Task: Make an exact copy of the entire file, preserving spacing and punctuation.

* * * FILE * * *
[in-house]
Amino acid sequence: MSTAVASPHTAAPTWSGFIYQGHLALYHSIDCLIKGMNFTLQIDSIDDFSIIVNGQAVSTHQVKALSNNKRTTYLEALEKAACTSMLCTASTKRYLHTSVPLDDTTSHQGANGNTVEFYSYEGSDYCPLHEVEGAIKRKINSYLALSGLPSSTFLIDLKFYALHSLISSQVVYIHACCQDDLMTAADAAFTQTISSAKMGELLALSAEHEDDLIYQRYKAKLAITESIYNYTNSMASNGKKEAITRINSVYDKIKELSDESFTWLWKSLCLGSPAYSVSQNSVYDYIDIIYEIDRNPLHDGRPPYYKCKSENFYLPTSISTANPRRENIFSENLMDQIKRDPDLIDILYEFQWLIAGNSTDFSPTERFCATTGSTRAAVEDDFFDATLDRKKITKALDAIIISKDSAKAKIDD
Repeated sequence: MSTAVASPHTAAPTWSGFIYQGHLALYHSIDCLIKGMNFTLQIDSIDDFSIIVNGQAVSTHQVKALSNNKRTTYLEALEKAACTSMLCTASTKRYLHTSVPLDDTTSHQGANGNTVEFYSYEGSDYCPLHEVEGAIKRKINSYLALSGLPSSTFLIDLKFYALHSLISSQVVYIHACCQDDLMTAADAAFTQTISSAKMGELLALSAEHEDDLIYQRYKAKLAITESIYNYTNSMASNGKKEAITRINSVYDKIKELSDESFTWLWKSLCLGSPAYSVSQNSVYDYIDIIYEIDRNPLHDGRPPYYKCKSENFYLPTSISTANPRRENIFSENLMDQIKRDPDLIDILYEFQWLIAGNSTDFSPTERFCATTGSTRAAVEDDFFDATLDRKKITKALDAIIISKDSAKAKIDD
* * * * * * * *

[in-house]
Amino acid sequence: MSTAVASPHTAAPTWSGFIYQGHLALYHSIDCLIKGMNFTLQIDSIDDFSIIVNGQAVSTHQVKALSNNKRTTYLEALEKAACTSMLCTASTKRYLHTSVPLDDTTSHQGANGNTVEFYSYEGSDYCPLHEVEGAIKRKINSYLALSGLPSSTFLIDLKFYALHSLISSQVVYIHACCQDDLMTAADAAFTQTISSAKMGELLALSAEHEDDLIYQRYKAKLAITESIYNYTNSMASNGKKEAITRINSVYDKIKELSDESFTWLWKSLCLGSPAYSVSQNSVYDYIDIIYEIDRNPLHDGRPPYYKCKSENFYLPTSISTANPRRENIFSENLMDQIKRDPDLIDILYEFQWLIAGNSTDFSPTERFCATTGSTRAAVEDDFFDATLDRKKITKALDAIIISKDSAKAKIDD
Repeated sequence: MSTAVASPHTAAPTWSGFIYQGHLALYHSIDCLIKGMNFTLQIDSIDDFSIIVNGQAVSTHQVKALSNNKRTTYLEALEKAACTSMLCTASTKRYLHTSVPLDDTTSHQGANGNTVEFYSYEGSDYCPLHEVEGAIKRKINSYLALSGLPSSTFLIDLKFYALHSLISSQVVYIHACCQDDLMTAADAAFTQTISSAKMGELLALSAEHEDDLIYQRYKAKLAITESIYNYTNSMASNGKKEAITRINSVYDKIKELSDESFTWLWKSLCLGSPAYSVSQNSVYDYIDIIYEIDRNPLHDGRPPYYKCKSENFYLPTSISTANPRRENIFSENLMDQIKRDPDLIDILYEFQWLIAGNSTDFSPTERFCATTGSTRAAVEDDFFDATLDRKKITKALDAIIISKDSAKAKIDD